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Common Criminal Justice System Myths Portrayed in TV Shows

— April 20, 2021

As entertaining as these shows are, though, they tend to spread a lot of misinformation about the nature of crime scene investigations and how the criminal justice system in the country works.

It’s easy to get hooked on crime TV shows. The thrill, the mystery, the drama, and the immersive plot will keep you on the edge of your seat for the next hour or so.

As entertaining as these shows are, though, they tend to spread a lot of misinformation about the nature of crime scene investigations and how the criminal justice system in the country works. This can lead to a lot of confusion among people who are arrested for criminal offenses or facing criminal damage charges in their real lives.

It’s critical for individuals dealing with a criminal charge to avoid believing these misconceptions propagated by the media. Today, we’re setting the record straight on six of the most common criminal justice system myths on TV.

Myth #1: Crime scene evidence is processed quickly.

One criminal justice myth made popular by TV shows is the speed at which crime scene evidence is processed. If you’ve followed at least one crime series, you may have noticed and probably raised an eyebrow at how law enforcement officers often get fingerprints and DNA results back just mere hours after sending the samples to the lab.

In reality, crime scene evidence takes days, weeks, and even months to process. This may be due to the number of cases forensic scientists are working on, the backlogs in the lab, or the quality of the evidence submitted.

Though the FBI’s CODIS database contains the world’s largest repository of DNA records, there are cases where a suspect’s fingerprints/DNA have not yet been stored in the system or are highly degraded/poorly preserved – and, thus, cannot be identified.

Myth #2: Cases are wrapped up fast.

In connection to myth #1, another great misconception propagated by crime shows is, basically, how long (or short) everything takes.

Building a case is often a painfully slow process and relies on more than just forensic evidence. Aside from the time-consuming lab work, the FBI also needs to investigate the crime scene, find and interview witnesses, and prepare their case. All these will take time, let alone the conviction process.

Outside the realms of crime TV, cases usually take months or sometimes decades to solve – if they’re solved at all.

Myth #3: Fingerprint and DNA evidence can solve everything.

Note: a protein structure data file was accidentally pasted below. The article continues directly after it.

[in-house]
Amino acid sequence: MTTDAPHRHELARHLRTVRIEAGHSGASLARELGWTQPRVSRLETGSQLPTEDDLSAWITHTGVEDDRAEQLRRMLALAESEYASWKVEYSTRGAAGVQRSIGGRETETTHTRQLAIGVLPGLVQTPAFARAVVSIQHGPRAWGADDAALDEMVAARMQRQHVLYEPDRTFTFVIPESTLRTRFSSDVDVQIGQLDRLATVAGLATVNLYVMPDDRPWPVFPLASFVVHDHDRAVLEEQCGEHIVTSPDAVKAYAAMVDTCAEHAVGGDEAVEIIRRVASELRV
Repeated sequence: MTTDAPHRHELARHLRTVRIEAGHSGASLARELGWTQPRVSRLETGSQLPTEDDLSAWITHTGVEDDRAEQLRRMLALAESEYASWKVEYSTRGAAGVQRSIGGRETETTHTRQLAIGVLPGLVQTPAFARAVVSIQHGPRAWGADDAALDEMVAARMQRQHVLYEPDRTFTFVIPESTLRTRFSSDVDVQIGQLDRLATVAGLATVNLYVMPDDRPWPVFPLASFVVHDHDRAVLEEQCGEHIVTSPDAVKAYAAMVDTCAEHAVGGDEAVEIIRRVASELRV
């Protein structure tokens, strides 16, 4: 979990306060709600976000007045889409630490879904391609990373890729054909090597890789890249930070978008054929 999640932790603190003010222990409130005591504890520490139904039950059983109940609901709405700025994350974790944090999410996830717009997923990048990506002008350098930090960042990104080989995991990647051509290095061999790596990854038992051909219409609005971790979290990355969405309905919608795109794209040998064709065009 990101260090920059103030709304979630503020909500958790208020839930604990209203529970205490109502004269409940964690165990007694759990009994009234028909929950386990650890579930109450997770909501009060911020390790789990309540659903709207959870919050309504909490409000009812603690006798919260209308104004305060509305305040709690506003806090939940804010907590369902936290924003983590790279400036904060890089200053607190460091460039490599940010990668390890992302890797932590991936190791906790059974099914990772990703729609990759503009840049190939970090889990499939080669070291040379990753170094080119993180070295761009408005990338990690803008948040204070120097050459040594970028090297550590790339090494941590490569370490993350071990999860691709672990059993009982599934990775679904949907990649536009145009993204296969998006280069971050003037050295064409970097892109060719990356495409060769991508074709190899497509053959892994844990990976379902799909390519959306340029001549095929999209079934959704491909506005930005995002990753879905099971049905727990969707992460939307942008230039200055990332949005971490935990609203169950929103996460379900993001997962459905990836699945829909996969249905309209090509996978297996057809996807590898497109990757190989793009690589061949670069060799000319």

Isn’t it odd how detectives always seem to find a strand of hair or fingerprints at the crime scene, which turns out to be key to eventually solving the case. 

While it’s true that DNA can be extremely powerful evidence, contrary to what Hollywood may have led audiences to believe, there aren’t as many real-world cases solved using DNA or fingerprints.

A computer keyboard. One of the buttons is marked with a fingerprint.
Public Domain image courtesy of CC0

First of all, it’s nearly impossible to find clean DNA evidence in the crime scene or weapon. Clean fingerprints are just as rare. Moreover, you need to already have a sample of the suspect’s DNA to compare the evidence with. Otherwise, it’s worthless.

Myth #4: Detectives process the crime scene AND analyze evidence.

Another thing about criminal television series that bother many professionals in the field is the way they conflate the roles of detectives and forensic scientists. It’s not unusual to see detectives examining evidence with a forensic scientist or crime scene personnel doing investigative work in many of these shows. In reality, however, these are two different and separate functions.

Crime scene technicians are only involved in collecting and analyzing evidence, while investigators hardly set foot in the lab. Also, investigation teams handle multiple cases simultaneously. They don’t just focus on one case at a time.

Myth #5: You only get one phone call in jail.

It’s a recurring scene in many crime shows: either the police tell the person arrested that they’ve got one phone call or the person under arrest demands for his/her one phone call in jail. Whichever way, this situation is purely a Hollywood invention.

You won’t have to contemplate between calling your spouse, your parents, or an experienced criminal defense attorney if you ever get arrested because you’re allowed to make more than one phone call from jail. That being said, the phone calls themselves are not a constitutionally protected right – they’re a privilege. The authorities can refuse to let you make more calls if you don’t cooperate with them or behave poorly during custody.

Myth #6: The police must read you your Miranda Rights upon arrest.

The popularity of crime TV shows have led a lot of people to believe that the police must read them their Miranda Rights during the arrest. If the arresting officer fails to do so, the case can be dismissed for violation of police protocol. This is a false notion.

It’s true that police officers have to inform persons under arrest of their right to remain silent and the right to an attorney. However, they don’t necessarily have to read you these rights immediately.

Miranda v. Arizona established that you have to be informed of these rights prior to being questioned about the offense. Even if the police forget to read your Miranda Rights, it’s not enough to have the case dismissed. It only makes any evidence they obtained inadmissible in court.

Whether you’re read your Miranda Rights or not, it’s in your best interest to refuse to answer their questions without your attorney present.

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